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The Art of the Shoot

The Art of the Shoot

Articles - Moviemaking

While moviemaking is an art, there is also an art to the business of planning a production.

As a producer—whether a hands-on, physical production type or one who works more closely with a line producer—you are responsible for making sure this process goes as smoothly as possible. But no matter how well you do your job, there are always going to be problems to solve.

The true art of producing, then, is being prepared to solve those problems while keeping the production on schedule and budget—all while giving the cast and crew everything they need to make a great movie.

So how do you physically make your movie? Here are some tips I’ve learned from working on commercial and feature shoots.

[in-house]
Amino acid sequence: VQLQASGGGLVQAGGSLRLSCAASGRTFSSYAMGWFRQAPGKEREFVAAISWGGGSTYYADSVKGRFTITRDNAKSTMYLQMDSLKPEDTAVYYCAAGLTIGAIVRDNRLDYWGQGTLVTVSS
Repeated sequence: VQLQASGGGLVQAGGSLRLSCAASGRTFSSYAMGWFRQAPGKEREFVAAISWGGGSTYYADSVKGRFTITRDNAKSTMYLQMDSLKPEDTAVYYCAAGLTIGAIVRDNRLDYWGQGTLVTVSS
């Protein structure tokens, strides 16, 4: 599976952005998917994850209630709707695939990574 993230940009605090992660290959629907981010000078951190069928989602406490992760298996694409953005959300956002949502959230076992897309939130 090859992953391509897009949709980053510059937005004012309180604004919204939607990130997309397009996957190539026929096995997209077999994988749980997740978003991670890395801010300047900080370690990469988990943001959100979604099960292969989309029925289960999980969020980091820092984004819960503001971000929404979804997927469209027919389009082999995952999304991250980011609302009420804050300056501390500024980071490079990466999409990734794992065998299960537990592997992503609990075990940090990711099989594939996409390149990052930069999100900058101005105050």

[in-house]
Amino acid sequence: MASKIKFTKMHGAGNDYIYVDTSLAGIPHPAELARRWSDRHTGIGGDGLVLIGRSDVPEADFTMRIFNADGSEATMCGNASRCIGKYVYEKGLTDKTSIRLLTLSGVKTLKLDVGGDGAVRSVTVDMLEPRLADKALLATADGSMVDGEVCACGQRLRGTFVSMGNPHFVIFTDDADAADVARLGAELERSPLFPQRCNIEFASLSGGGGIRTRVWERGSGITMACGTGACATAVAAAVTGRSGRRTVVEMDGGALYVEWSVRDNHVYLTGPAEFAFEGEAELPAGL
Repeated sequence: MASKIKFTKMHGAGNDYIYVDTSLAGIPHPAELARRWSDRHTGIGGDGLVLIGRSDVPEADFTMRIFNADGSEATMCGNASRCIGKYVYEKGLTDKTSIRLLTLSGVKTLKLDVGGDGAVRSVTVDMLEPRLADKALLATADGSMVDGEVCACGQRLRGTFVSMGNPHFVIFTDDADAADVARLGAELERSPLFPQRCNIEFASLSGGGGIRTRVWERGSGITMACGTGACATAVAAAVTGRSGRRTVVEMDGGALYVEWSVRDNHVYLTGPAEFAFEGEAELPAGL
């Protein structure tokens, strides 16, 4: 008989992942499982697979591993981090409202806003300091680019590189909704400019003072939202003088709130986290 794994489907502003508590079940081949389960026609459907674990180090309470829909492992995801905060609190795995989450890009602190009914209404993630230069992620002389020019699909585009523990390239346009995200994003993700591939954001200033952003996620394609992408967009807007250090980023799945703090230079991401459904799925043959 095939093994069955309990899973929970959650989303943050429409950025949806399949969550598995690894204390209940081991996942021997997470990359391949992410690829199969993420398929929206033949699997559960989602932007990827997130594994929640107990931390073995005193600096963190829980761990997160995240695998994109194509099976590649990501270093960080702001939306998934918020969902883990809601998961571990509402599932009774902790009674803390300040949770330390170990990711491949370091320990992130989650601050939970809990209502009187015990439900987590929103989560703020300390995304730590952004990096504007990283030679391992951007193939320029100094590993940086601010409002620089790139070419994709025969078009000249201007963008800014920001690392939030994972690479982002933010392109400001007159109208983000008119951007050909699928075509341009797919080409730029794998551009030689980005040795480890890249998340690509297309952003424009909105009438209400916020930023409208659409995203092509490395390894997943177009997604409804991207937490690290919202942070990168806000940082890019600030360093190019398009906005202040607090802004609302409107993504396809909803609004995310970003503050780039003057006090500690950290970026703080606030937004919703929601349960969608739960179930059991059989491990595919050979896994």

Get that script done! Before you do anything, get the script you are writing—or the script you hired writers to write—as polished as possible.

Rewriting is a vital part of the moviemaking process that can easily become mind-numbing and frustrating. If the script continues to change drastically during pre-production, you’re going to start backtracking in your planning and budgeting. Everyone gets so excited about wanting to make the movie from the word “go” that you want to make sure this initial burst of enthusiasm doesn’t go to waste if the script still needs work. Also, a lot more doors will open and better deals will be had throughout the process with a great script as opposed to just an adequate one.